• Airport takes down free WiFi, scales down website in wake of cyberattack on Atlanta computers

Airport takes down free WiFi, scales down website in wake of cyberattack on Atlanta computers

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Airport takes down free WiFi, scales down website in wake of cyberattack on Atlanta computers

Fri, 03/23/2018 - 16:55
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In a story first reported by 11Alive, city of Atlanta computers have been cyber attacked by ransomware that has encrypted some personal and financial data.

Author: Tim Darnell
Published: 10:03 AM EDT March 23, 2018
Updated: 10:20 AM EDT March 23, 2018

 

ATLANTA – In the wake of a cyberattack on city of Atlanta computers, Hartsfield-Jackson Atlanta International Airport has taken precautions to ensure computers at the world's busiest air terminal remain unaffected.

According to airport spokesman Reese McCranie, the airport has taken down its free public WiFi and also removed some of its website’s functionality that lists flight information and wait times.

In a story first reported by 11Alive, city of Atlanta computers have been cyber attacked by ransomware that has encrypted some personal and financial data.

"We don't know the extent of the attack," said Atlanta Mayor Keisha Lance Bottoms in a Thursday afternoon press conference. Atlanta COO Richard Cox said public safety, water and airport operations departments have not been affected.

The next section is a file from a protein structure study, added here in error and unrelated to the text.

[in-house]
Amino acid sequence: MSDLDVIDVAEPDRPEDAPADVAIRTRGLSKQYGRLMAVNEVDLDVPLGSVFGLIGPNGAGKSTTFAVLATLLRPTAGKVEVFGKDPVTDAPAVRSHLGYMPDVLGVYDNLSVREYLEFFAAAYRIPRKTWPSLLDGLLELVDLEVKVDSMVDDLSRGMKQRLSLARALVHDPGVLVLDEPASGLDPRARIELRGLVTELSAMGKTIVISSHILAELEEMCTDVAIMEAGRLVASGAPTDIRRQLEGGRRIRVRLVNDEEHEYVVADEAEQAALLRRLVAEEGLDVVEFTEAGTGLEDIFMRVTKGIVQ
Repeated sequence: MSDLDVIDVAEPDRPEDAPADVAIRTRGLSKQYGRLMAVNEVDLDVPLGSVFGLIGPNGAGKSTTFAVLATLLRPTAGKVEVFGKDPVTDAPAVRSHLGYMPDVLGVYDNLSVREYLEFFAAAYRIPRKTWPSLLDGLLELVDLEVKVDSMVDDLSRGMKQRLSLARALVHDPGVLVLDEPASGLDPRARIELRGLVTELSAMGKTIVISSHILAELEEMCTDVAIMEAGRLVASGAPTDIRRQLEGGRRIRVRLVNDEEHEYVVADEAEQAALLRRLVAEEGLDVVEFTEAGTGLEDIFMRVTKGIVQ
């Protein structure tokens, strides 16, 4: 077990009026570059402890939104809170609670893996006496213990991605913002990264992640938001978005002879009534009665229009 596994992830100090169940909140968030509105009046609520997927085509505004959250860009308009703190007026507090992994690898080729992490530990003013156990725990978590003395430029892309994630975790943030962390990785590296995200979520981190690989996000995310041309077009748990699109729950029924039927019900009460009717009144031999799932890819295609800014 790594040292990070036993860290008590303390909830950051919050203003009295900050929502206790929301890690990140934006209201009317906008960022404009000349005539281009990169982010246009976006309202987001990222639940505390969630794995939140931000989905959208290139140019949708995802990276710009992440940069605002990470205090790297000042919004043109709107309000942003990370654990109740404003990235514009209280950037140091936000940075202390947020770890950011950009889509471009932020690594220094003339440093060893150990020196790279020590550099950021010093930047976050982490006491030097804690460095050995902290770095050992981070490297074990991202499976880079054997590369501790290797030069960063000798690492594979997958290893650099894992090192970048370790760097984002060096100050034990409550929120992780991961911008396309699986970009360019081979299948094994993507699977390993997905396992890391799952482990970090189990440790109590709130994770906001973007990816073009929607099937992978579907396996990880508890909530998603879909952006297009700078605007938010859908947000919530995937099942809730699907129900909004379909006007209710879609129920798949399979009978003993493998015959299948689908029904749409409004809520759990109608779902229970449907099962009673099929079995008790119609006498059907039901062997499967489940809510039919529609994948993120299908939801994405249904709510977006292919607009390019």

READ | What to know about the City of Atlanta cyberattack

Officials also said Thursday afternoon they are working with the FBI, U.S. Department of Homeland Security, Cisco cybersecurity officials and Microsoft to determine what information has been accessed and how to resolve the situation.

Bottoms said everyone who has done business with the city is potentially at risk, and advised businesses and consumers to check their bank accounts.

READ | What to do after a data breach or cyberattack

READ | Cyberattack hits Atlanta computers | 'Everyone who has done business' with city may be at risk

A screenshot sent to 11Alive from a city employee and analyzed by technical expert and Kennesaw State University professor Andrew Green, shows a bitcoin demand of $6,800 per unit, or $51,000 to unlock the entire system.

Emails have been sent to city employees in multiple departments telling them to unplug their computers if they notice suspicious activity. Professor Green said that directive and the note itself is indicative of a serious ransomware attack.

One expert said based on the language used in the message, the attack resembles the "MSIL" or "Samas" (SAMSAM) ransomware strain that has been around since at least 2016.

According to the U.S. Department of Justice, the SAMSAM strain was used to compromise the networks of multiple U.S. victims, including 2016 attacks on healthcare facilities that were running outdated versions of the JBoss content management application.

SAMSAM exploits vulnerable Java-based Web servers, using open-source tools to identify and compile a list of hosts reporting to the victim’s active directory. The actors then use psexec.exe to distribute the malware to each host on the network and encrypt most of the files on the system. The actors charge varying amounts in Bitcoin to provide the decryption keys to the victim.